OTTAWA — The Conservative Party is demanding that the NDP pay taxpayers back for using parliamentary staff to work in party offices outside of Ottawa.

The Board of Internal Economy, the secretive all-party committee that administers the House of Commons, issued a “cease-and-desist” to the NDP on Monday. Board spokesman and Government Whip John Duncan told reporters that a temporary bylaw was adopted to stop the New Democrats from using House of Commons employees in a satellite office in Montreal. The bylaw also prevents them from opening satellite offices elsewhere.

The NDP insists that it did nothing wrong and is the victim of a witchhunt by the Conservatives, who have a majority on the board, and the Liberals.

Conservative MP Randy Hoback said he wrote to the board asking for an investigation after he was informed the NDP was looking to hire a staffer, paid out of the Commons’ budget, in Saskatoon – where the NDP has no MPs.

“What activities were they going to be performing? We already have 14 parliamentarians out of Saskatchewan that have offices throughout the province to perform those parliamentary function,” he said. “I couldn’t see any justification for them opening an office.”

Hoback said the board found that the NDP’s activities were “political in nature” and that, as such, the NDP should have to pay for it rather than the taxpayer.

“If it’s one dollar or $100,000, or hundreds of thousands of dollars, the NDP should be prepared to pay for it.”

Duncan confirmed that the board is still investigating the NDP’s use of satellite offices and plans to impose penalties as well.

“When we know the extent of how much the rules were broken, we’ll look at seeing how we can instruct the NDP to pay the taxpayer back,” he said Tuesday.

The NDP, however, has a very different interpretation of the board’s findings. In a statement, NDP House leader Peter Julian insisted the board had “absolved the NDP of all blame regarding our regional offices.”

He said the Liberals and Conservatives had changed the rules behind closed doors for partisan reasons to impede the NDP in its role as Official Opposition.

Duncan told reporters that is untrue.

“No, the rules are clear,” he said. “You can have House of Commons employees in a constituency office. You can have House of Commons employees in the parliamentary precinct, but those offices fit neither of those categories,” he said.

It’s unclear why Duncan and Julian differ so widely on the Board’s decision. Monday’s meeting, like all the committee’s meetings, are held in-camera.

In a December 2011 letter, obtained by the Huffington Post Canada, then-NDP House leader Joe Comartin wrote to Clerk of the Commons Audrey O’Brien to inform her of the details of a cost-sharing agreement between Quebec NDP MPs to pay for a satellite office.

Read the full letter below:

Letter Quebec Shared Staff Response Dec 2011

Comartin explained that in September 2011, Quebec NDP MPs had pooled their budgets together and hired additional employees to help support their work in the province. NDP sources said its employees are there to work on an MP’s behalf, to help with press releases and other communication products in French for local ridings.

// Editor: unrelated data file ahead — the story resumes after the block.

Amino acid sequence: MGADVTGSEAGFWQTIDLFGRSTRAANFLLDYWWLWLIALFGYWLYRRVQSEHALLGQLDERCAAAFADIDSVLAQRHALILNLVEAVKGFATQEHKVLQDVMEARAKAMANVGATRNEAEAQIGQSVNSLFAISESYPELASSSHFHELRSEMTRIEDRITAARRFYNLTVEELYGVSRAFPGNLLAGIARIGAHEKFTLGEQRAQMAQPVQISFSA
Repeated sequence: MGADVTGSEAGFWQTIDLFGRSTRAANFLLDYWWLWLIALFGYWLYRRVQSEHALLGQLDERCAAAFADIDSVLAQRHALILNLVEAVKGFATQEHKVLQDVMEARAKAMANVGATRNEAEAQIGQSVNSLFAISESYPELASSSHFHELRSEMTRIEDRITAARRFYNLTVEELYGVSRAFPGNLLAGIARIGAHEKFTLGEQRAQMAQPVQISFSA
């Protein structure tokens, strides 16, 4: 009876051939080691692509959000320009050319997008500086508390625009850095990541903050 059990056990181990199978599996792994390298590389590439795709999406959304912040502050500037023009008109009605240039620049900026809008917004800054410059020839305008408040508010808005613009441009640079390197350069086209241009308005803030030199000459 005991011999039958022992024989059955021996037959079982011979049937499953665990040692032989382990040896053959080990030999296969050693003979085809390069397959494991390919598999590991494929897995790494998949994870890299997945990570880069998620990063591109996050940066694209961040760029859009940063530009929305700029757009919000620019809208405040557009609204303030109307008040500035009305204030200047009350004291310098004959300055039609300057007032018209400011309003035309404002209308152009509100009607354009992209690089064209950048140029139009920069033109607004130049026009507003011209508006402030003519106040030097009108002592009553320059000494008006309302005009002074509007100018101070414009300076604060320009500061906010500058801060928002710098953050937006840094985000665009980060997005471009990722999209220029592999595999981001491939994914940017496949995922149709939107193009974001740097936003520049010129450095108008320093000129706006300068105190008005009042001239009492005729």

“This arrangement was reviewed, discussed extensively and approved by House of Commons Pay and Benefits and Financial Services. It is my understanding that Legal Services was consulted via Pay and Benefits and Financial Services through this process,” Comartin wrote in the December 2011 letter.

The employees have the same “rights and responsibilities as other NDP MP and NDP House officer staff,” Comartin added, comparing them to part-time employees who work in several constituency offices at once.

“The employees hired by Quebec NDP members, perform work exclusively for these members,” Comartin stated.

It’s unclear if the House of Commons replied to the December 2011 letter. In November 2011, O’Brien had asked for more information from the NDP about the request.

Read O’Brien’s full letter below:

Reply to NDP from House of Commons

A year later, however, when the Board of Internal Economy concluded its study into allegations that former Bloc Québécois leader Gilles Duceppe had hired parliamentary staff to do partisan activity, the board found its rules were unclear.

“The Board acknowledges that the text of a key bylaw governing the use of House resources was not rigorously defined, leaving open the possibility of differing interpretations regarding the meaning of ‘parliamentary functions’,” it said in a statement.

Unable to find any wrongdoing, the board changed the rules in 2012 to prevent similar cases from happening.

“It was never the intention of the board to allow House of Commons resources to be used to support political party activity or party staff,” the board said in its report.

As part of the review, the definition of “parliamentary functions” was clarified, and political party and electoral activities were explicitly excluded. The board said it would also require MPs to provide information about all the duties their employees perform.

NDP press secretary Marc-André Viau would not say whether the party discussed the employees who had been working in the satellite offices since 2012. He noted that the issue this time was not the scope of the employees’ work but the location of the offices.

“Not only do we know we broke no rules because we answered all the questions in 2011. We know that we followed all the rules because THEY HAD TO CHANGE THE RULES BEHIND CLOSED DOORS,” he wrote in an email.

Hoback said the NDP was unhappy because they had been caught bending the rules.

“A poor sport blames the ref,” he said.

The new bylaw kicks in on April 14 and will end when Parliament is dissolved just before the 2015 election. Duncan said the board may later decide to reintroduce the bylaw or implement broader changes dealing with satellite offices.

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